Figure 2
    Figure 2

    Insulin sensitivity and postprandial glycemic control decline following 1 week of strict bed rest. A: Glucose infusion rates declined by 29 ± 5% following bed rest (P < 0.01). B: Postabsorptive plasma glucose and insulin concentrations on day 1–7 during bed rest. Insulin concentrations increased over time during bed rest (P < 0.001). Postprandial plasma glucose and insulin concentrations in the meal tolerance tests pre– and post–bed rest are depicted in C and D, respectively. For glucose, no changes in iAUC were observed (P > 0.05), whereas iAUC for insulin were increased following bed rest (P < 0.05). FFM, fat-free mass. Data are shown as mean ± SEM. *Significantly different from pre–bed rest value (P < 0.05).

    Energy Expenditure and Whole-Body Substrate Oxidation

    Resting metabolic rate, as measured by indirect calorimetry, tended to decline from 1,694 ± 47 to 1,624 ± 34 kcal · d−1 (−3.8 ± 2.0%; P = 0.070) following bed rest. When corrected for the total lean tissue mass, no such trend was observed (P > 0.05). During both the pre– and post–bed rest clamps, energy expenditure was increased during insulin infusion (time effect; P < 0.01). Stimulation by insulin increased the respiratory quotient from 0.84 ± 0.01 during the baseline period to 0.93 ± 0.01 during exogenous insulin infusion (P < 0.001), without differences between pre– and post–bed rest values. Additionally, carbohydrate oxidation rates were increased during the pre– and post–bed rest clamp (baseline: 0.13 ± 0.01, hyperinsulinemia 0.24 ± 0.01 g · min−1; P < 0.001). Fat oxidation rates decreased from 0.056 ± 0.007 (baseline) to 0.011 ± 0.005 g · min−1 (insulin) during the pre–bed rest clamp and from 0.047 ± 0.004 to 0.014 ± 0.004 g · min−1 during the post–bed rest clamp (effect of insulin, P < 0.001; trend for time × treatment effect; P = 0.065). Total protein content and phosphorylation status of both Akt (Ser473) and Akt (Thr308), measured in fasted biopsies, were not altered following bed rest (P > 0.05).

    Functional Outcomes

    A significant decline in 1RM leg press strength, from 211 ± 16 to 196 ± 45 kg (−7 ± 1%; P < 0.01), was observed following bed rest. Similarly, leg extension strength decreased from 128 ± 7 to 117 ± 7 kg (−8 ± 2%; P < 0.05). Following bed rest, no changes in handgrip strength were observed: grip strength averaged 45 ± 2 kg prior to bed rest and 46 ± 2 kg after the 7-day intervention (P > 0.05). Results from the cycle ergometer test showed a decline in VO2peak from 3,332 ± 200 to 3100 ± 162 mL · min−1, representing a 6.4 ± 2.3% loss in VO2peak following bed rest (P < 0.05) at a maximal workload of 260 ± 16 vs 246 ± 15 W, respectively (P < 0.05).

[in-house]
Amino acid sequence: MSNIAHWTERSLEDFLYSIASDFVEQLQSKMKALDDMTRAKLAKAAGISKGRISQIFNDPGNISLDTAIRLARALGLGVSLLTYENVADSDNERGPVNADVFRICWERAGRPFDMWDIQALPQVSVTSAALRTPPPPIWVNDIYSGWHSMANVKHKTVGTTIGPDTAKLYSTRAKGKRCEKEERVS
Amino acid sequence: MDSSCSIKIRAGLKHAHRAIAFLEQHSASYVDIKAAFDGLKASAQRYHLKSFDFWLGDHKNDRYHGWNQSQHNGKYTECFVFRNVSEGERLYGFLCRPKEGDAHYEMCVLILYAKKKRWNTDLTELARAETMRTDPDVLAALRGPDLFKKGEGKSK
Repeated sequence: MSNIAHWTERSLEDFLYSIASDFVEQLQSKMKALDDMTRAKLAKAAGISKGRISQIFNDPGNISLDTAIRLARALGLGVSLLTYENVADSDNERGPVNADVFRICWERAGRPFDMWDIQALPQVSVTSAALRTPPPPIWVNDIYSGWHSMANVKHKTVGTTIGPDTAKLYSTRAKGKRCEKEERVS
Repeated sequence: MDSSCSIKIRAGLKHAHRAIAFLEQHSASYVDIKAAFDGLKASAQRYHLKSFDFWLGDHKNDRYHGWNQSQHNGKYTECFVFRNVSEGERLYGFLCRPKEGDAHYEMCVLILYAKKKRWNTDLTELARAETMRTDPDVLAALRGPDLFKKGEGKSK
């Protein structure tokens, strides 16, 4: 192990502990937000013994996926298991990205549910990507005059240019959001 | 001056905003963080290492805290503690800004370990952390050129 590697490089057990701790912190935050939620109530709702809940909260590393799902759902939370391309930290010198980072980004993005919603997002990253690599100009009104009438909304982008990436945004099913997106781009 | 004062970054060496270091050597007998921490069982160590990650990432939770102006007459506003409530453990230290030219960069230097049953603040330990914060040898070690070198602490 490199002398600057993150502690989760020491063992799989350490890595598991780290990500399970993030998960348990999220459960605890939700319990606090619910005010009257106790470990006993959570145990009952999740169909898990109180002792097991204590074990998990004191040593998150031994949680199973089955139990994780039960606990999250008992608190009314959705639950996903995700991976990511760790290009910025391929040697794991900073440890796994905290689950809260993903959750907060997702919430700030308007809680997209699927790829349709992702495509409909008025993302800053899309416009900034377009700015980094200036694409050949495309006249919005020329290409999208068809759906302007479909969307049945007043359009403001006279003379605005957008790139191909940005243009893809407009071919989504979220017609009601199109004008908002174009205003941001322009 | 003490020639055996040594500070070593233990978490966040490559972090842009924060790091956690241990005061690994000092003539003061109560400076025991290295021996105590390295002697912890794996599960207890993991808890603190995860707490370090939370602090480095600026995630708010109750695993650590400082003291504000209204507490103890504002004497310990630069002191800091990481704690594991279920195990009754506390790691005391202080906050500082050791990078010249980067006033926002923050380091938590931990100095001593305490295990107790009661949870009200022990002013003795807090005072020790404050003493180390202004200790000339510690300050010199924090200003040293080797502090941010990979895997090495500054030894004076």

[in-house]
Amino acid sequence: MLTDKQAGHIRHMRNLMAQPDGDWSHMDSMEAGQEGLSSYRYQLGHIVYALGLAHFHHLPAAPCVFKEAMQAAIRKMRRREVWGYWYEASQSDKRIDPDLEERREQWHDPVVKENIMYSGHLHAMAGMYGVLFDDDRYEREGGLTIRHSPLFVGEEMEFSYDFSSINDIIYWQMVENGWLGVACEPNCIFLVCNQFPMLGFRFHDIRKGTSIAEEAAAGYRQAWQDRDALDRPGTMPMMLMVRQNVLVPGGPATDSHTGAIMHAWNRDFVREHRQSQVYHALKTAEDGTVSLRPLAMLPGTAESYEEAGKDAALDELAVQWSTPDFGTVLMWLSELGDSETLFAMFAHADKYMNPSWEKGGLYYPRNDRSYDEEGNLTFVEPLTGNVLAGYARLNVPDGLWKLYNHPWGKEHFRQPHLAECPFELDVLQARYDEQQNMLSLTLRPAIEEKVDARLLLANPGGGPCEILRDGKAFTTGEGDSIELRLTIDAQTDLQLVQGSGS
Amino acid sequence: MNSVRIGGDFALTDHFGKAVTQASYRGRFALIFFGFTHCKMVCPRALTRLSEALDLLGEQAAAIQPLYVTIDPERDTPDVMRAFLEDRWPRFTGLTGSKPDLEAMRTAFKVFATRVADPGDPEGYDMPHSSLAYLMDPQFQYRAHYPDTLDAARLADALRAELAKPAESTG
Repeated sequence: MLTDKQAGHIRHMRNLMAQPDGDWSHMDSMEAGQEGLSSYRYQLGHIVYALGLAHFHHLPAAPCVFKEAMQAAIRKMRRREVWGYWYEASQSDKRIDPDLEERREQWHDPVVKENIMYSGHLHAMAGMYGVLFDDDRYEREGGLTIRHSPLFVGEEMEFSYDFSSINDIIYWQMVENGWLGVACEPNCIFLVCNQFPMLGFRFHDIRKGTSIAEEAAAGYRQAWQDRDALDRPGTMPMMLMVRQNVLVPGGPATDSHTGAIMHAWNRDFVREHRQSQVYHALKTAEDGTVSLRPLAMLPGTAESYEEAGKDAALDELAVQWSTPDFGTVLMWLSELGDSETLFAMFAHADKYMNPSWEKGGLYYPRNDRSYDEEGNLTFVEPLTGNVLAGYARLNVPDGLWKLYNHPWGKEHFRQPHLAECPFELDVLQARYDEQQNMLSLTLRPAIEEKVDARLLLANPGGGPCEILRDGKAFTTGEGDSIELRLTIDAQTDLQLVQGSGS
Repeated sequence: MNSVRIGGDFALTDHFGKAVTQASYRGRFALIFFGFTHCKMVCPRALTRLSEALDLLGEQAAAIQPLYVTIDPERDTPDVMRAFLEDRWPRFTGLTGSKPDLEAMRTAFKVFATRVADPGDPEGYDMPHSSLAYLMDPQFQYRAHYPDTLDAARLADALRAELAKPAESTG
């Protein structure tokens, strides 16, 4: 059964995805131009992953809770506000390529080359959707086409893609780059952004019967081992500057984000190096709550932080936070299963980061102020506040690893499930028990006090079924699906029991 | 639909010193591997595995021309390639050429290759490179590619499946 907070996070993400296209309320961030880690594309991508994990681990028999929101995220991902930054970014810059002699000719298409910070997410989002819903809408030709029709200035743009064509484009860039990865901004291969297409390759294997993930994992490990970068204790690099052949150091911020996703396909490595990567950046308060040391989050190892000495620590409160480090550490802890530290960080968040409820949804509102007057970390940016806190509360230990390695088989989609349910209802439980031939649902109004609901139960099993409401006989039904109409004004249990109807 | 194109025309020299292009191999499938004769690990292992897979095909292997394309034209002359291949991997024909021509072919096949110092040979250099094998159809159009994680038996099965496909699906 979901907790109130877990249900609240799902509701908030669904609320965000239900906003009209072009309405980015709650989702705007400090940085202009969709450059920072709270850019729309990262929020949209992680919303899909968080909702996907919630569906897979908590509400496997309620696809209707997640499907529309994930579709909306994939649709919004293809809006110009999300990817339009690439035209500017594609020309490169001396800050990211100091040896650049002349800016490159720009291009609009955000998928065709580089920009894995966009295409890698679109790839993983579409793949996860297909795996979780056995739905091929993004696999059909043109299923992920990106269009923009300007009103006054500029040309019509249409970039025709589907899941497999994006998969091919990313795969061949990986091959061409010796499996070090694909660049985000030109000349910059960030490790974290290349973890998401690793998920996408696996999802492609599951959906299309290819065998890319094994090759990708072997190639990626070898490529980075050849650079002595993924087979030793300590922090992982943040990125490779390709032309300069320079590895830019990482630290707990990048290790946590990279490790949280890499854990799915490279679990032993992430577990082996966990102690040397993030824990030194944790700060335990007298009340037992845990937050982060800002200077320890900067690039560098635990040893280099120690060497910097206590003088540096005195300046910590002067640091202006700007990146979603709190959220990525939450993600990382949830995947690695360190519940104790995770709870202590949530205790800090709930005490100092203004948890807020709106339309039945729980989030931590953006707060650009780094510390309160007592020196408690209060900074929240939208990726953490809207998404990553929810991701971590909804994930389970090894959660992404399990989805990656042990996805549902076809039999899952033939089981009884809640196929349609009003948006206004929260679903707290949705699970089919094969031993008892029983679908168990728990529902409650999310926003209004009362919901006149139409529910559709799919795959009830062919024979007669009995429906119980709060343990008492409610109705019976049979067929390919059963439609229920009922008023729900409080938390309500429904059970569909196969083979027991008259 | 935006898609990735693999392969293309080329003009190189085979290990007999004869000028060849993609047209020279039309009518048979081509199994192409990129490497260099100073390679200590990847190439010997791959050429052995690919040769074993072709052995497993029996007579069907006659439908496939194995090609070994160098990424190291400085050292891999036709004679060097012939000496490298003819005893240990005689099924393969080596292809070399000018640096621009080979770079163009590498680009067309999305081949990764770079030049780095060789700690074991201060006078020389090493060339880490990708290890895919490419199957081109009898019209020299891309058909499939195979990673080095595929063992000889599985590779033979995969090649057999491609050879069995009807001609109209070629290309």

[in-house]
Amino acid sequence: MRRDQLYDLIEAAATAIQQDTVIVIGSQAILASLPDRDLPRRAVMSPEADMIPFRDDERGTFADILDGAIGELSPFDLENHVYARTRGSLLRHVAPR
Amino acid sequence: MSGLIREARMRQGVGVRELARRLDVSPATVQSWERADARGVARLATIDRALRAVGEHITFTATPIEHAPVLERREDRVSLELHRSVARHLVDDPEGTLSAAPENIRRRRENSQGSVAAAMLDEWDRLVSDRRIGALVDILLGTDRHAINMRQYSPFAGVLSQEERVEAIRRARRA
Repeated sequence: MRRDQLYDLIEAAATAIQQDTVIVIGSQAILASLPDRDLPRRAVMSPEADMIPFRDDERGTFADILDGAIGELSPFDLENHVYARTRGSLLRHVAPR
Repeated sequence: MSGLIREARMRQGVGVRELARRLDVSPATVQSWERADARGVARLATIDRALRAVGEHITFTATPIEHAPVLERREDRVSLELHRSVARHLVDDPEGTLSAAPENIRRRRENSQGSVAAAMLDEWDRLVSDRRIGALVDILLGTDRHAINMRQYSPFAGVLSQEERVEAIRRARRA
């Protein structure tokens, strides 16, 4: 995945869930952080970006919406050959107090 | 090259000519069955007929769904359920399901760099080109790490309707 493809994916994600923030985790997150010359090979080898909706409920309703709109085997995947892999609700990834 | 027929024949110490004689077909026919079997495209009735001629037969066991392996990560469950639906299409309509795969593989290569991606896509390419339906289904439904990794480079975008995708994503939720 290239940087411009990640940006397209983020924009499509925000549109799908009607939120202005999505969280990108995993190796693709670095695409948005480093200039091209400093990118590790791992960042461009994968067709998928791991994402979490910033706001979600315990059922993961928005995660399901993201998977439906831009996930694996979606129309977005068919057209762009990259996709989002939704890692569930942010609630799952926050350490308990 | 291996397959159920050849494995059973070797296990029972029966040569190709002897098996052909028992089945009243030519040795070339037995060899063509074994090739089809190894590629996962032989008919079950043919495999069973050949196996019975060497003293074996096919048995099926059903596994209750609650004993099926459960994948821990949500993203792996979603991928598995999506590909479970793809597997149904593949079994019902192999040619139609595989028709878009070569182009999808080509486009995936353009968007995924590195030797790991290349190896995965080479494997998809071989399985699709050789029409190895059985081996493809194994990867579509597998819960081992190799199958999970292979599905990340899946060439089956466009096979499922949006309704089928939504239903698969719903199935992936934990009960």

Lipid Metabolism

    Plasma FFA concentrations (Supplementary Fig. 2) showed a time effect (P < 0.001) during bed rest. Post hoc analyses revealed that values on day 7 of bed rest were greater than on days 2 through 5 (P < 0.05). At baseline, results from the ORO staining showed a greater lipid area percentage in type I than type II muscle fibers (P < 0.05, Fig. 3B), with smaller droplets in type I versus type II fibers in the subsarcolemmal region (P < 0.05). Following bed rest, no changes in lipid area percentage were observed (P > 0.05). Droplet size (Fig. 3C) changed, such that a significant time × fiber type interaction was found (P < 0.01). Based on this interaction, we showed greater lipid droplets in type I versus type II fibers following bed rest (P < 0.01). Skeletal muscle lipid content of the measured lipid pools did not change with bed rest (all P > 0.05, Fig. 4). In the PL pool, the percentage saturation increased (P < 0.05) (Supplementary Table 3). For the three other pools, the proportion of polyunsaturated fatty acids increased or tended to increase. Although contents of some specific fatty acid species was altered following bedrest, no changes in total contents of any of the measured lipid pools were observed (Supplementary Table 4).

    Figure 3
    Figure 3

    Skeletal muscle lipid contents prior to and following 1 week of bed rest in healthy, young males. Values represent mean ± SEM. A represents an image of the ORO staining, made by immunofluorescence microscopy with a magnification of ×40. I: ORO. II: MHC-I. III: Laminin. IV: Combined image. The lipid area percentage is depicted in B and lipid droplet size in C. *Significantly different from type I fibers (P < 0.05). #Significant difference between type I and II post–bed rest values (P < 0.05).

    Figure 4
    Figure 4

    Skeletal muscle total triacylglycerol (TAG) (A), DAG (C), ceramide (E), PL (G), and FFA (I) content, as well as specific fatty acid species within the different lipid pools. Total content is depicted in the panels on the left, and specific fatty acid species are depicted in panels on the right. Values in B, D, F, H, and J are expressed as relative change from pre–bed rest values (indicated by the dotted line). *Significantly different from pre–bed rest value (P < 0.05).

    Oxidative Capacity